Starbucks Case Study
The Most Important Factors behind Starbucks Decline in 2007 and 2008
If the company became a mass brand, it would lose its exclusivity and its loyal consumers. The statements became a reality in 2007 when several factors contributed to its decline. One of the factors was the loss of human connection, evidenced by a lack of concern for customer loyalty. The company would open new stores and launch new products without considering what customers wanted. The management ignored the customer loyalty theory, which states that a lack of loyalty marketing strategy affects a company’s development (Kiseleva et al., 2016). However, Baristas focused on speedy service without taking the time to communicate with customers, the lack of connection with customers affected their loyalty.
The transformation to the red ocean from the coffee industry is another aspect that created more problems for the firm. By 2007, the coffee market had become saturated, with strong competitors, such as McDonald’s coffee, which customers preferred. Dunkin Donuts and McDonald’s were cheaper brands than Starbuck’s coffee, which intensified the competition. Besides, Dunkin Donuts was among the non-coffee food and beverage businesses that entered the market to compete with Starbucks. Customers preferred the cheaper brands to Starbucks’, causing its assets to fall significantly. Other competitors, such as Caribou Coffee and Peet’s Coffee & Tea chains, also emerged. The company also experienced an overexposure that seemed like the right direction to follow. The management did not immediately realize that it would lose its uniqueness. The revenue improved slightly, but it became hard to create and sustain positive relationships with new partners and stores.
While the mentioned factors were evident, the management failed to understand the role of brand experience in decline. They failed to understand the importance of brand image and brand loyalty in a company’s success. Among the less obvious factors was overexposure, which the management did not immediately realize was a problem for Starbucks. Around 2008, Schultz recognized that the company offered a lot of food and was not happy about it because its smell masked the coffee aroma. Schultz used technology, such as automatic espresso machines, to support production because coffee made Starbucks different from fast-food chains like McDonald’s. Also, diversity created a loss of value and confused clients, causing financial challenges. After anticipating problems in 2007/8, the leader warned for brand commoditization and closure of shops with poor management. Although Schultz slowed down expansion, the impact of his strategy was already felt since the firm declined, creating the need for transformation.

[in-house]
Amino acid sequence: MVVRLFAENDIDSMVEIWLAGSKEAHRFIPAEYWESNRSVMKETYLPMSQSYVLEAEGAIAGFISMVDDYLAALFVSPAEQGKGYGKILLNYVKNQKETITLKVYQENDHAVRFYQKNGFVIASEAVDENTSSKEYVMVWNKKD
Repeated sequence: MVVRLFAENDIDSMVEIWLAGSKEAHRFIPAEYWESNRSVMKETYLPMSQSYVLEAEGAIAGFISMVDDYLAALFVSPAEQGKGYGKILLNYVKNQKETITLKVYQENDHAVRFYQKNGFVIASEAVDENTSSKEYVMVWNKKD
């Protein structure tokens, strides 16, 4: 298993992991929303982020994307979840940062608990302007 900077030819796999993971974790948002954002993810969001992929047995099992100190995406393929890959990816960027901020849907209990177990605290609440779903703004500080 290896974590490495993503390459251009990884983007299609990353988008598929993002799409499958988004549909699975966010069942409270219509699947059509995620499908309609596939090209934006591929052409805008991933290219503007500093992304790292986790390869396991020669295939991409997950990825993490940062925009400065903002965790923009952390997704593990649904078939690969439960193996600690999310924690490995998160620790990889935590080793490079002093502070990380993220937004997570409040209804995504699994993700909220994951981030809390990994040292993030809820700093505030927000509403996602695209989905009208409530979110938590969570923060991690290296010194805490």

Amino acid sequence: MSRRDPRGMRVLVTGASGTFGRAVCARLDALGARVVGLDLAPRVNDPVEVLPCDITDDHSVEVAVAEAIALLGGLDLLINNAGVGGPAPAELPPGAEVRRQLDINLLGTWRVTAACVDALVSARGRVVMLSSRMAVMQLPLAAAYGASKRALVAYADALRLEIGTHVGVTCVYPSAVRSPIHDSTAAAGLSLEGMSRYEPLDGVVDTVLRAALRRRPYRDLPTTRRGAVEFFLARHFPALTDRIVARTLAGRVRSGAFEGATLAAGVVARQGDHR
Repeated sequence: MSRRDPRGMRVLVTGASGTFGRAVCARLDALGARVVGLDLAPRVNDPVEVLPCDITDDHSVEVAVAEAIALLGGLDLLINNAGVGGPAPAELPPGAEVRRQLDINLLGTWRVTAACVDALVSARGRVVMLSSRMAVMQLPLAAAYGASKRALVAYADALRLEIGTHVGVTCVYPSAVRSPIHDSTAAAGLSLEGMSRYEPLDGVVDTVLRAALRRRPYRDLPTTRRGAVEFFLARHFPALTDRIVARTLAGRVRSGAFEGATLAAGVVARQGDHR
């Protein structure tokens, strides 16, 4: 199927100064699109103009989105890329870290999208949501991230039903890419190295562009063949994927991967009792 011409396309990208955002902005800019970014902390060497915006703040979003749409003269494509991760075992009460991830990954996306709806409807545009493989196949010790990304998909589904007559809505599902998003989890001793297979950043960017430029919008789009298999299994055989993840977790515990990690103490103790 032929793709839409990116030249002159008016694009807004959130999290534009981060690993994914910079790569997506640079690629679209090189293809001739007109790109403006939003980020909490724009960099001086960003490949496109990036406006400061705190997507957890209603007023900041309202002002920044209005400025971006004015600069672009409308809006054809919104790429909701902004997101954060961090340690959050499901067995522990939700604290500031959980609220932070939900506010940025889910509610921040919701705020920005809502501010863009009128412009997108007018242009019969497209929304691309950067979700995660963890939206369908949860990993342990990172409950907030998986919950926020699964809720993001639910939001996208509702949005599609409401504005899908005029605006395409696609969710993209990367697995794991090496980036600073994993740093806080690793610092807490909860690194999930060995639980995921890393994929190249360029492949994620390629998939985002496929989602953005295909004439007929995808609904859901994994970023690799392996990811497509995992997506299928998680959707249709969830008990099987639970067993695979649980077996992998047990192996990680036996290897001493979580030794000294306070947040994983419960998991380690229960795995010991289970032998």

The most Important Aspects of Starbucks Transformation
The most critical aspect of the transformation was reconnecting the brand with customers. The CEO recognized the need to return to its roots, positioning itself as a place where people can comfortably spend their time. They included internet connections and sockets where customers could use their computers and other gadgets to learn and work. Besides, they refocused on quality and consistency and supported like-minded communities to allow a social connection. They recognized the value of the core mission and positive customer services, which supported quality service outcomes (Wirtz & Lovelock, 2016). The management realized the need to listen to customers and incorporate their views on products and services. The baristas became more attentive to customers and gave seasonal offerings.
The company introduced changes, such as creating customers’ brand loyalty to enhance competitiveness locally and internationally. They motivated employees to meet customer needs through internal strategies, such as healthcare benefits. The firm improved the supply chain through ethical sourcing and invested in innovation and reinvention to improve quality. Besides, the company’s leadership slowed down the quick pace of operations and closed underperforming outlets in the United States. The CEO focused on standardization, comprising of process, service, location, and branding.
The management recognized the role of social media in marketing and sales improvement through creating a positive brand image. They also launched a customer loyalty program to give clients rewards through online registration of Starbucks Cards. Another critical aspect adopted by the company and assisted in its transformation was social media. The firm borrowed the ideas of Chaffey’s theory that social media marketing monitors and facilitates customers’ interactions, participation, and sharing to support customer enhancement with the firm and brand to create value (Chaffey & Ellis-Chadwick, 2019). The company created a team of social media marketers to support its turnaround.
The changes mattered for the survival and transformation of the company because they would create customer loyalty, retention, and continued growth in sales and profitability. Besides, they were important in creating a competitive advantage in the market. Moreover, the ideas could be generalized to other companies because social media marketing had become important in all sectors. Thus, any business seeking to transform can obtain lessons from Starbucks and its changes that helped it recover from the decline. For example, Coca-Cola can change its ethical practices by engaging customers in a new strategy. Through social media marketing, they will understand what customers want in their soft drinks and how they want the company to sell to them. Generally, using social media to improve customer relationships is a key source of competitive advantage.